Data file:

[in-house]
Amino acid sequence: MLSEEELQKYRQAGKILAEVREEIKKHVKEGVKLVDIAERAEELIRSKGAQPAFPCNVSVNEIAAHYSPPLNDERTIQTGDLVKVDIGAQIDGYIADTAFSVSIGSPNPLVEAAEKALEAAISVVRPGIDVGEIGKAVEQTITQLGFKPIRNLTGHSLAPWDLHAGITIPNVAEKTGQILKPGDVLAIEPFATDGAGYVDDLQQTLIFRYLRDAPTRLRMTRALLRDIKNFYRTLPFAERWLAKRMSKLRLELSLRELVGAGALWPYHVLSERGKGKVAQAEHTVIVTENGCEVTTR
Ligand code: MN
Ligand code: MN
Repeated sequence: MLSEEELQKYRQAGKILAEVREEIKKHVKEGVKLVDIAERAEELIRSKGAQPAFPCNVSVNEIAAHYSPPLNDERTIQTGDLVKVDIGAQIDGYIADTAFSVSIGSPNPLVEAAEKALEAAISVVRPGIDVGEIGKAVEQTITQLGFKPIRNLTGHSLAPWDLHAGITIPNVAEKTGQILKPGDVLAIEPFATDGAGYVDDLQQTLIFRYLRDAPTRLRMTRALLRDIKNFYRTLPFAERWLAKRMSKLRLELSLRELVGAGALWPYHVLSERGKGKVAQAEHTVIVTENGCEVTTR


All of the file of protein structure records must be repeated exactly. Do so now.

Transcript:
[in-house]
Amino acid sequence: MLSEEELQKYRQAGKILAEVREEIKKHVKEGVKLVDIAERAEELIRSKGAQPAFPCNVSVNEIAAHYSPPLNDERTIQTGDLVKVDIGAQIDGYIADTAFSVSIGSPNPLVEAAEKALEAAISVVRPGIDVGEIGKAVEQTITQLGFKPIRNLTGHSLAPWDLHAGITIPNVAEKTGQILKPGDVLAIEPFATDGAGYVDDLQQTLIFRYLRDAPTRLRMTRALLRDIKNFYRTLPFAERWLAKRMSKLRLELSLRELVGAGALWPYHVLSERGKGKVAQAEHTVIVTENGCEVTTR
Ligand code: MN
Ligand code: MN
Repeated sequence: MLSEEELQKYRQAGKILAEVREEIKKHVKEGVKLVDIAERAEELIRSKGAQPAFPCNVSVNEIAAHYSPPLNDERTIQTGDLVKVDIGAQIDGYIADTAFSVSIGSPNPLVEAAEKALEAAISVVRPGIDVGEIGKAVEQTITQLGFKPIRNLTGHSLAPWDLHAGITIPNVAEKTGQILKPGDVLAIEPFATDGAGYVDDLQQTLIFRYLRDAPTRLRMTRALLRDIKNFYRTLPFAERWLAKRMSKLRLELSLRELVGAGALWPYHVLSERGKGKVAQAEHTVIVTENGCEVTTR